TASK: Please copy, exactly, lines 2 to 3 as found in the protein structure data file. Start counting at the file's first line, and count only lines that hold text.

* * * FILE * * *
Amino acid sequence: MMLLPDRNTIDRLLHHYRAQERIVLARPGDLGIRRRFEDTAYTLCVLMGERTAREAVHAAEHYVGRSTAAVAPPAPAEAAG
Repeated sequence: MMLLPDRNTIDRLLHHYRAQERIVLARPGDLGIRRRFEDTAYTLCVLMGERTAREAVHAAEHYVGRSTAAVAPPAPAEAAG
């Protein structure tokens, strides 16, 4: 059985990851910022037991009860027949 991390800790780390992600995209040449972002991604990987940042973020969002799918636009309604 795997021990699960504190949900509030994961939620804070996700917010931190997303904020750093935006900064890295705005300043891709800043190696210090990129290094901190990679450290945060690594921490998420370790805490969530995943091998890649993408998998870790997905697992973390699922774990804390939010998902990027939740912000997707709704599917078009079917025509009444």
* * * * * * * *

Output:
Repeated sequence: MMLLPDRNTIDRLLHHYRAQERIVLARPGDLGIRRRFEDTAYTLCVLMGERTAREAVHAAEHYVGRSTAAVAPPAPAEAAG
């Protein structure tokens, strides 16, 4: 059985990851910022037991009860027949 991390800790780390992600995209040449972002991604990987940042973020969002799918636009309604 795997021990699960504190949900509030994961939620804070996700917010931190997303904020750093935006900064890295705005300043891709800043190696210090990129290094901190990679450290945060690594921490998420370790805490969530995943091998890649993408998998870790997905697992973390699922774990804390939010998902990027939740912000997707709704599917078009079917025509009444």